And are you still putting on events now?
Nowadays, I throw a party a few times per year in Geneva called “C” Party in a crazy loft space in Geneva called Motel Campo. It’s a concept, each party is “C” as in something. The last one was “C” as in “Clap” with Till von Sein. I do the opening, then let the guest play alone for a while and then we share the decks for the last couple of hours which is real cool. I usually work with DJs that I either know or have been recommended by DJs I can trust. My previous guests for this party were Alex From Tokyo, Trickski, DJ Deep and Danny Krivit and I’m already looking forward to the next editions!
How have you found production? A lot of people say that it is two very different things, being a DJ and being a producer
Oh yeah. These are really two different things. It must be the reason why they are so few that are good at both. I had been willing to produce music for a very long time, but I was just too much into DJing for years to bother really starting to produce. Then as I mentioned, I started with Crowdpleaser, got a few classes with Quarion and I was up and running. I must admit though that I didn’t start going seriously into my own productions before I was forced to do so when asked alongside Toby Tobias to remix Nick Solé’s track “Earth”. Unfortunately ma laptop got stolen right before finishing that remix so it never got released, but at least by then I was up and running!
Do you have a set way of working?
Not really. It really depends on my mood and setting. Sometimes I try and match up old impro sessions, sometimes I try starting a track by recording a musician or have an idea in mind based on a sample I have no specific way of working except for the fact that I generally have between 5 and 10 unfinished tracks side by side.
Production wise what are your plans for the future? Do you have anything coming up?
I’m currently remixing a track from Larytta’s new album, I’m really excited about it. I also finished my own first solo album. I would love to say I’m trying to get it signed, but I so much hate that aspect of the business that I must admit that I’m not doing much to make this happen. It’s a shame, because I believe it’s really good and it really surprised the friends I had listen to it. I guess I’m too afraid that after all that work it gets released by a label who just doesn’t care and it make a day and half noise and then over! So if you’re a label owner out there and read this, don’t hesitate to contact me!
Ly Sander can be found on soundcloud.com/ly-sander or on Facebook. He doesn’t have a fan page but if you display nice music interests he’ll surely confirm your friend request.
Just the other day a good friend of mine sent me a YouTube clip of an “orbital rave” that occurred in 1989:
I am really happy to say that I actually attended this event.I was sixteen years of age and relishing this new surge of youth culture that was freshly emerging; exciting and heady, a time to be thoroughly enjoyed and that we did.
However looking back on it now I was struck with just one thing.Throughout the entire ten minutes of the video clip there is not one shot of the DJ.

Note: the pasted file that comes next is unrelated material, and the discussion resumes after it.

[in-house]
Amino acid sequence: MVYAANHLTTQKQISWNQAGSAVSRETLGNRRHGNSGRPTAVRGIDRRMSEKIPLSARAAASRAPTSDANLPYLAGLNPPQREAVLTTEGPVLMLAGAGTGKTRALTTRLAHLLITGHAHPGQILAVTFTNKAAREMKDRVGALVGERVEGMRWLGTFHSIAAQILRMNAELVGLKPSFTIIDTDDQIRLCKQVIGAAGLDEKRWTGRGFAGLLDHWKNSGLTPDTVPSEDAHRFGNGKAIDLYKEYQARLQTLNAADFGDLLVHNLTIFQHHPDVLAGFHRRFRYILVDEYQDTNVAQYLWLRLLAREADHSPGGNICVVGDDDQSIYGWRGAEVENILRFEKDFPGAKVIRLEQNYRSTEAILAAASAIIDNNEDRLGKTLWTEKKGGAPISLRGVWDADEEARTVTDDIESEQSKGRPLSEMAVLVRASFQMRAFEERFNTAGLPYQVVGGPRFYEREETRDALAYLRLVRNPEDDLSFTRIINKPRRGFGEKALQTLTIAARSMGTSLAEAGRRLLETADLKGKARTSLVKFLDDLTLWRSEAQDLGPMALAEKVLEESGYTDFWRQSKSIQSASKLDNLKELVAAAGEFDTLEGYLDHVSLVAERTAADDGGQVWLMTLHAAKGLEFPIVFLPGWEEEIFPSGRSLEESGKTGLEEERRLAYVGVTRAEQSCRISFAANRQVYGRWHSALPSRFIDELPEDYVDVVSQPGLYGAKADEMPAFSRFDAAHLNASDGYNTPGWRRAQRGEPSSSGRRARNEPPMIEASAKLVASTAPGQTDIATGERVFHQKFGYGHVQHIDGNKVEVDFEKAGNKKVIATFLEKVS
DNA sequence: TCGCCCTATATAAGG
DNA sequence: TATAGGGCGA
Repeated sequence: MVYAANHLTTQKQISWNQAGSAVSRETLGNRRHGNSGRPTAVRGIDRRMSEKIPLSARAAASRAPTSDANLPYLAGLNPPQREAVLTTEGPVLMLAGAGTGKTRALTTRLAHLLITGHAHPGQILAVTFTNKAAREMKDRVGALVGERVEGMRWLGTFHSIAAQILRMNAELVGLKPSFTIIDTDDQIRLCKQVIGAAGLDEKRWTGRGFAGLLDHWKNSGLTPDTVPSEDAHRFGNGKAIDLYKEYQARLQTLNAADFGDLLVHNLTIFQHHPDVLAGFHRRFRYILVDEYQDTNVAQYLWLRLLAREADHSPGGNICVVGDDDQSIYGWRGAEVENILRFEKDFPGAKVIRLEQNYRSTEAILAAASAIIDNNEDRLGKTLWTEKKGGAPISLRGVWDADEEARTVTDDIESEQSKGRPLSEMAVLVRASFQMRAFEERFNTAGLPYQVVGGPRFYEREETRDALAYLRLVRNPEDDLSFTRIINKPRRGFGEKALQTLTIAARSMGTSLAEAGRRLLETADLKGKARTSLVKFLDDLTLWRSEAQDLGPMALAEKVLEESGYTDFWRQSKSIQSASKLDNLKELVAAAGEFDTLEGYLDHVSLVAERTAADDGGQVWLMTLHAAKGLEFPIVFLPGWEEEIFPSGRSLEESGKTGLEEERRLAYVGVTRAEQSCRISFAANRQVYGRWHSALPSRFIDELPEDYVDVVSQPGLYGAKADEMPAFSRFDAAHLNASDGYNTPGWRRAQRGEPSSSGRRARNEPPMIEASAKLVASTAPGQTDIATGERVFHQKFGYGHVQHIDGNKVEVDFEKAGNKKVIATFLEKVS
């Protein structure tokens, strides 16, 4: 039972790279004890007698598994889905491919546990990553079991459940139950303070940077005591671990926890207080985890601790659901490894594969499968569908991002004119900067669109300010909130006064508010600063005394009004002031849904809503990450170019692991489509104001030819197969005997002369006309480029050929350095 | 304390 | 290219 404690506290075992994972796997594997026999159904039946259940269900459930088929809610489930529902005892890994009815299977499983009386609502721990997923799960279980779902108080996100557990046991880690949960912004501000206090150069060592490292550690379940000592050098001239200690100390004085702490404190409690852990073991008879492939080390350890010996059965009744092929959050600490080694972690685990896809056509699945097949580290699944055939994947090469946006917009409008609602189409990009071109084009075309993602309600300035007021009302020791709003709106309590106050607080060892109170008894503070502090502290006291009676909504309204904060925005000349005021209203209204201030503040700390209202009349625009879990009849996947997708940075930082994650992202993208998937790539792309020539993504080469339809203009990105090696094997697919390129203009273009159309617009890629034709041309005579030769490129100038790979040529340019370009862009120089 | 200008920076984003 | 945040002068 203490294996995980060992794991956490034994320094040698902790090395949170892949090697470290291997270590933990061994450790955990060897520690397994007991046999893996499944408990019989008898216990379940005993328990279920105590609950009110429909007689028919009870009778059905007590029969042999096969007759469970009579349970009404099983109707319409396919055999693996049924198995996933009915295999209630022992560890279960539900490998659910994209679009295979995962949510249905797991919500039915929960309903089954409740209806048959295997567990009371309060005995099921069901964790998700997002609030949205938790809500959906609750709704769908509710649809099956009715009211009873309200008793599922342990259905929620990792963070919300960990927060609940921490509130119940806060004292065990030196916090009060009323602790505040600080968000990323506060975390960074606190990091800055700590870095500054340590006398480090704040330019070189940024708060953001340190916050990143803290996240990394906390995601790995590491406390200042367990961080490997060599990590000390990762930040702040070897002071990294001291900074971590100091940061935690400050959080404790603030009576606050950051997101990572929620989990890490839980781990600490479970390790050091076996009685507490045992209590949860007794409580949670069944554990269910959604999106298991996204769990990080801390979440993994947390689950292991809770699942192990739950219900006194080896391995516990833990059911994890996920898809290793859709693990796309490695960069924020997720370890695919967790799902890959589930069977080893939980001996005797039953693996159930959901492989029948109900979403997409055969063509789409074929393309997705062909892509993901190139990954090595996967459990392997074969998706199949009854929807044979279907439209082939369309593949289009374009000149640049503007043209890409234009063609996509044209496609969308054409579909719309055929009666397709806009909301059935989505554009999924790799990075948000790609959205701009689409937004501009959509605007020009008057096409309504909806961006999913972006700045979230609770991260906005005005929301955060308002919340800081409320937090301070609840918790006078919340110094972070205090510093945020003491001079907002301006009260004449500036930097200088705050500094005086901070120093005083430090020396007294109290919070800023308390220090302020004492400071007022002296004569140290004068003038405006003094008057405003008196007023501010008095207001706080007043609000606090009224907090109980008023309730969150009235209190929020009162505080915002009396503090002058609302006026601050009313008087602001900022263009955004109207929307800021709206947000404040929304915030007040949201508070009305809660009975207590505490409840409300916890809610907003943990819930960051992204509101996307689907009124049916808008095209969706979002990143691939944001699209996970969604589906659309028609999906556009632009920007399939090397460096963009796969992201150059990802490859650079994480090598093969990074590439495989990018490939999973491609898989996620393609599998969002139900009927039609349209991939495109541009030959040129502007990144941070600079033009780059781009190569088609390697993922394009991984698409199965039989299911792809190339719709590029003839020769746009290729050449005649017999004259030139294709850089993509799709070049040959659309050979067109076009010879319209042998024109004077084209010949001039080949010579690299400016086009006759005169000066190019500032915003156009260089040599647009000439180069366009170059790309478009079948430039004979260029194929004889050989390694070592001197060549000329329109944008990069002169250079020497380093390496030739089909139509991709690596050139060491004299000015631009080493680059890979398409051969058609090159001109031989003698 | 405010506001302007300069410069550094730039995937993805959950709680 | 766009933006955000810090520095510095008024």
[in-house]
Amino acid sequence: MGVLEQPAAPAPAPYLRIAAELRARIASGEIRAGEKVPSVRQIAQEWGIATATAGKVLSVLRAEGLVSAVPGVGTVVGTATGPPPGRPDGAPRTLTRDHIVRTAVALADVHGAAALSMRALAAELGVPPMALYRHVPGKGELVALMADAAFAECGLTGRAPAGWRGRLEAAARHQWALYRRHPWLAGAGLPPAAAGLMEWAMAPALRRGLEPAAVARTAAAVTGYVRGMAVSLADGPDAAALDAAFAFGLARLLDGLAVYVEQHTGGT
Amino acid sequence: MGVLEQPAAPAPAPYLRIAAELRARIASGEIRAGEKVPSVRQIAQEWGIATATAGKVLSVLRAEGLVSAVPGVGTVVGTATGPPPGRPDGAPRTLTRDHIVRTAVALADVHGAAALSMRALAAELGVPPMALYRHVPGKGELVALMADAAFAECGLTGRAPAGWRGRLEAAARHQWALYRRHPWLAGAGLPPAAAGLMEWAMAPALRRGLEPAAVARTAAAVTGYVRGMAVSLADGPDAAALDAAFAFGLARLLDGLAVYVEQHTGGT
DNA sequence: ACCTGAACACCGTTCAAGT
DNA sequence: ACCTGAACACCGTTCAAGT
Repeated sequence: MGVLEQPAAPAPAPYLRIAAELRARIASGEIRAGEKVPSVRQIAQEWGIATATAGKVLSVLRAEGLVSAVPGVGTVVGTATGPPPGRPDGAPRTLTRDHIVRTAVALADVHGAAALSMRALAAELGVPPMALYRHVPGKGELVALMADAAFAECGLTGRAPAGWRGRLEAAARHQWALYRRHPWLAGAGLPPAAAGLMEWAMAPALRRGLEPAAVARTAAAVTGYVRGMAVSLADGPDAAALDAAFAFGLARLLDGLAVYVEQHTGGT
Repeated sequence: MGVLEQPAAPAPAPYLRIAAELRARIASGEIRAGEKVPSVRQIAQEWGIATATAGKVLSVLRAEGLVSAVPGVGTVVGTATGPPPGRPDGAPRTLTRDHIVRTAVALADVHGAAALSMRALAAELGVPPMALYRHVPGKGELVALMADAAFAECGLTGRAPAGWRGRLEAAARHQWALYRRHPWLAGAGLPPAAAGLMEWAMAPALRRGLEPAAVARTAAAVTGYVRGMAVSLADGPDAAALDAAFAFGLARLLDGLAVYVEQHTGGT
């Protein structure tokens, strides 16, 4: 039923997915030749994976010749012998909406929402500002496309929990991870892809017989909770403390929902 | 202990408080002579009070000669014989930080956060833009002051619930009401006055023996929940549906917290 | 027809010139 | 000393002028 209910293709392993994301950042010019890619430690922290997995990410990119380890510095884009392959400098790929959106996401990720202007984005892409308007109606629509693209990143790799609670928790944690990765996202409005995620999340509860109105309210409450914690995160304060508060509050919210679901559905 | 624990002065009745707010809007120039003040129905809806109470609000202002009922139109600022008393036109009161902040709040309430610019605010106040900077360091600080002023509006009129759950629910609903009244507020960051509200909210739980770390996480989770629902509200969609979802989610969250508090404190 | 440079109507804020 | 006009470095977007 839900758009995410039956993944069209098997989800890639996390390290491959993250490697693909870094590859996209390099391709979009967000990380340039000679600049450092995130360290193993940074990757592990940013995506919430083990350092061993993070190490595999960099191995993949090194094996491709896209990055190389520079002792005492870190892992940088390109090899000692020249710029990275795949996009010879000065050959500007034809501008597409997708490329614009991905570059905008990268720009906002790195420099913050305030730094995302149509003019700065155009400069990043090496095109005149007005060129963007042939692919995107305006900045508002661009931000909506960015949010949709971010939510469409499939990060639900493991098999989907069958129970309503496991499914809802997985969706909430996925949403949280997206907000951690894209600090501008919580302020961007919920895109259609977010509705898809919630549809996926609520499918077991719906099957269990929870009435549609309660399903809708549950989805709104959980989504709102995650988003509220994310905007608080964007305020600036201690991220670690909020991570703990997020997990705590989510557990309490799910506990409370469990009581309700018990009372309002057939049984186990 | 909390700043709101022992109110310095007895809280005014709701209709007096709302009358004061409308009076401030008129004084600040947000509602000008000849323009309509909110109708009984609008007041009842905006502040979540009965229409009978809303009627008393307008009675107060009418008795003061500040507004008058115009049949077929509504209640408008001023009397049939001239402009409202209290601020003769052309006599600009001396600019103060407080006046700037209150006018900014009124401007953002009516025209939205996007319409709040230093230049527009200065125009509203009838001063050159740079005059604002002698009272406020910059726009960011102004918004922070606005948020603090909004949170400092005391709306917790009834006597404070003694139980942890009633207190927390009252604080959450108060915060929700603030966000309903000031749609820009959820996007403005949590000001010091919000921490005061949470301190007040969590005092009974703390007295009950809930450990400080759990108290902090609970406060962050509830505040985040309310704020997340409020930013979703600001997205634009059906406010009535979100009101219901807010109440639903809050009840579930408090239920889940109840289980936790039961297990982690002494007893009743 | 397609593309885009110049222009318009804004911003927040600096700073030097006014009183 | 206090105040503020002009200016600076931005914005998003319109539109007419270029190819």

Instead we are treated to a visual feast of the real stars of the show, namely us, the punters.Sweating and grinning and gyrating insanely and giving themselves up to the music as you really are supposed to. Feeling the music and actually dancing to it.
For me, this shows us how far we have come, and how far we have lost our way.At any given venue of late, the crowd can be seen almost praying to the altar of the DJ box, the very worst culprits to be found in one of the places where this music takes its origins; Ibiza.
The kids now stand in the throngs at Ushuaia, entranced, doing the obligatory pointy finger dance at yet another relentless breakdown. iPhones held aloft filming the whole event, or Shazaming the tune, or Uploading pictures to Facebook.I’m all for the internet and using technology to share the love but have we lost the main reason for the whole thing?
Real clubs with a respect and love for the music are rapidly realising this.Berghain/Panorama Bar have always enforced a strict no camera policy, and Fabric have recently released the below image:
At the excellent upcoming Black Atlantic event, Mister Sunday at Oval Space on the 9th of November there are even hard and fast rules for the dancefloor;
A COUPLE OF RULES FOR OUR DANCEFLOOR:
1. Please don’t take photos.
2. Please don’t text or make calls or any of that stuff.
You can do all these things off of the dancefloor, but when you’re inside the speakers, get down.
This seems to me like the perfect advice, lets go back to our roots and really enjoy the music we’re “supposed” to be listening to!
Yawn…yet another poor Robert Owens re-edit released….. Or so I thought.When flicking through the glut of promos that land in my inbox I came across; “Brighter Day” by Horixon Featuring Robert Owens.
Expecting the worst imagine my surprise when not only was I treated to a completely fresh production it was actually VERY good indeed!
I’ll hold my hands up and say in shame that I have never heard of Horixon before today.A London based collective, Andrew Armstrong & Joe Sambrooke who “fell” into producing through no more than a pure love for music and wanting to have some fun with music production.